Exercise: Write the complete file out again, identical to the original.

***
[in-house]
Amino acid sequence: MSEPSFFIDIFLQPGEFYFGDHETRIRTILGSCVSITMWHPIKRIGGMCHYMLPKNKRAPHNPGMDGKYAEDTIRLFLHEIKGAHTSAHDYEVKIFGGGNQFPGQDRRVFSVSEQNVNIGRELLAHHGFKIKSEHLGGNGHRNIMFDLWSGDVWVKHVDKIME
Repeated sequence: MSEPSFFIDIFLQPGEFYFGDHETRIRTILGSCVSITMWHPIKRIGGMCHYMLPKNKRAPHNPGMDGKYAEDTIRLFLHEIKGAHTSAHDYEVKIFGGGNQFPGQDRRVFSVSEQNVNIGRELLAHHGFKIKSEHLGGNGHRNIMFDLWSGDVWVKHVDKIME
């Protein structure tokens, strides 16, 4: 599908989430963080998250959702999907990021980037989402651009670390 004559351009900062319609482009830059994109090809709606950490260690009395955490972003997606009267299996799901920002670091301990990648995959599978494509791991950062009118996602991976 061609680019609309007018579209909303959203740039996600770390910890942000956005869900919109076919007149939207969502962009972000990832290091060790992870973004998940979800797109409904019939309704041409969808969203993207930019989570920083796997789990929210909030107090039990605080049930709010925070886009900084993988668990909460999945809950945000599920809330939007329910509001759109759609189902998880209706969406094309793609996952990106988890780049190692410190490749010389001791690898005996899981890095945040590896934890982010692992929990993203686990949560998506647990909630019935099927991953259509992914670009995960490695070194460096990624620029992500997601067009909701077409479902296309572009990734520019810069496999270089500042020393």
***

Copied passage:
[in-house]
Amino acid sequence: MSEPSFFIDIFLQPGEFYFGDHETRIRTILGSCVSITMWHPIKRIGGMCHYMLPKNKRAPHNPGMDGKYAEDTIRLFLHEIKGAHTSAHDYEVKIFGGGNQFPGQDRRVFSVSEQNVNIGRELLAHHGFKIKSEHLGGNGHRNIMFDLWSGDVWVKHVDKIME
Repeated sequence: MSEPSFFIDIFLQPGEFYFGDHETRIRTILGSCVSITMWHPIKRIGGMCHYMLPKNKRAPHNPGMDGKYAEDTIRLFLHEIKGAHTSAHDYEVKIFGGGNQFPGQDRRVFSVSEQNVNIGRELLAHHGFKIKSEHLGGNGHRNIMFDLWSGDVWVKHVDKIME
């Protein structure tokens, strides 16, 4: 599908989430963080998250959702999907990021980037989402651009670390 004559351009900062319609482009830059994109090809709606950490260690009395955490972003997606009267299996799901920002670091301990990648995959599978494509791991950062009118996602991976 061609680019609309007018579209909303959203740039996600770390910890942000956005869900919109076919007149939207969502962009972000990832290091060790992870973004998940979800797109409904019939309704041409969808969203993207930019989570920083796997789990929210909030107090039990605080049930709010925070886009900084993988668990909460999945809950945000599920809330939007329910509001759109759609189902998880209706969406094309793609996952990106988890780049190692410190490749010389001791690898005996899981890095945040590896934890982010692992929990993203686990949560998506647990909630019935099927991953259509992914670009995960490695070194460096990624620029992500997601067009909701077409479902296309572009990734520019810069496999270089500042020393």